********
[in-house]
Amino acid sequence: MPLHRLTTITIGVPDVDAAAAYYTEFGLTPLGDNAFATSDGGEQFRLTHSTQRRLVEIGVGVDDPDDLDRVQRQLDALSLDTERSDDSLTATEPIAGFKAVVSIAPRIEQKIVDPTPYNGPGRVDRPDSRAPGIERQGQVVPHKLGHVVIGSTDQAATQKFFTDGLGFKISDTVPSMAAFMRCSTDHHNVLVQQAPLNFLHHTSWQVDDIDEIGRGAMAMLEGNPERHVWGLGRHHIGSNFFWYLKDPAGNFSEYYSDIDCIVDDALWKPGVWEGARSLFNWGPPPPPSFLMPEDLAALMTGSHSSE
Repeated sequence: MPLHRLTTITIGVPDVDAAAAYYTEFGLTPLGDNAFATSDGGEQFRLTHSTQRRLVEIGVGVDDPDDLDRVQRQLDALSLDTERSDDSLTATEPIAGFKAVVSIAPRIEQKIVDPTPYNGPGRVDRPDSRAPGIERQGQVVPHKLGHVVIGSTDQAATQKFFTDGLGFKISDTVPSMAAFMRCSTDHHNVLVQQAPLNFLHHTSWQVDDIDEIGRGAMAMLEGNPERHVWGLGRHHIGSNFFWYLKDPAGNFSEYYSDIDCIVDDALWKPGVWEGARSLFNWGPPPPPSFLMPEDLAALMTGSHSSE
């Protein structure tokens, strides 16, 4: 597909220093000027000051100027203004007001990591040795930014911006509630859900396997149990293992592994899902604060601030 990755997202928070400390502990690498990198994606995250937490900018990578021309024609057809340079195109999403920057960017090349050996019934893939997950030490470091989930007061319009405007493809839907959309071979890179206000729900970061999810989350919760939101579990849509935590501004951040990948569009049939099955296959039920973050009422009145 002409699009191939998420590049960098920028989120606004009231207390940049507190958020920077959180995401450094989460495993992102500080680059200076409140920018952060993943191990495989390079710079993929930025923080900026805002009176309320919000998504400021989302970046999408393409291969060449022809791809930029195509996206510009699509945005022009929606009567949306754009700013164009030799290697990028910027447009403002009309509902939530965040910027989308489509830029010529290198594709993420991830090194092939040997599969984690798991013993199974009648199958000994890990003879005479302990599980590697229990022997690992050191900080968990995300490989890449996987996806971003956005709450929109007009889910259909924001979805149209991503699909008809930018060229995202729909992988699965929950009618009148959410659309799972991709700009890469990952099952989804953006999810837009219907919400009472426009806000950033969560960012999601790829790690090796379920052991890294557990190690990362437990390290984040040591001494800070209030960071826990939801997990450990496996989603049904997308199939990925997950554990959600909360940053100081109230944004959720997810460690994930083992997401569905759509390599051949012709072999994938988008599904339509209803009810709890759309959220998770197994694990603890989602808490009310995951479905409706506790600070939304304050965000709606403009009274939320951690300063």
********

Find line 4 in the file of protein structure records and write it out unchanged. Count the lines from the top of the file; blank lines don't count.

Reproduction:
């Protein structure tokens, strides 16, 4: 597909220093000027000051100027203004007001990591040795930014911006509630859900396997149990293992592994899902604060601030 990755997202928070400390502990690498990198994606995250937490900018990578021309024609057809340079195109999403920057960017090349050996019934893939997950030490470091989930007061319009405007493809839907959309071979890179206000729900970061999810989350919760939101579990849509935590501004951040990948569009049939099955296959039920973050009422009145 002409699009191939998420590049960098920028989120606004009231207390940049507190958020920077959180995401450094989460495993992102500080680059200076409140920018952060993943191990495989390079710079993929930025923080900026805002009176309320919000998504400021989302970046999408393409291969060449022809791809930029195509996206510009699509945005022009929606009567949306754009700013164009030799290697990028910027447009403002009309509902939530965040910027989308489509830029010529290198594709993420991830090194092939040997599969984690798991013993199974009648199958000994890990003879005479302990599980590697229990022997690992050191900080968990995300490989890449996987996806971003956005709450929109007009889910259909924001979805149209991503699909008809930018060229995202729909992988699965929950009618009148959410659309799972991709700009890469990952099952989804953006999810837009219907919400009472426009806000950033969560960012999601790829790690090796379920052991890294557990190690990362437990390290984040040591001494800070209030960071826990939801997990450990496996989603049904997308199939990925997950554990959600909360940053100081109230944004959720997810460690994930083992997401569905759509390599051949012709072999994938988008599904339509209803009810709890759309959220998770197994694990603890989602808490009310995951479905409706506790600070939304304050965000709606403009009274939320951690300063």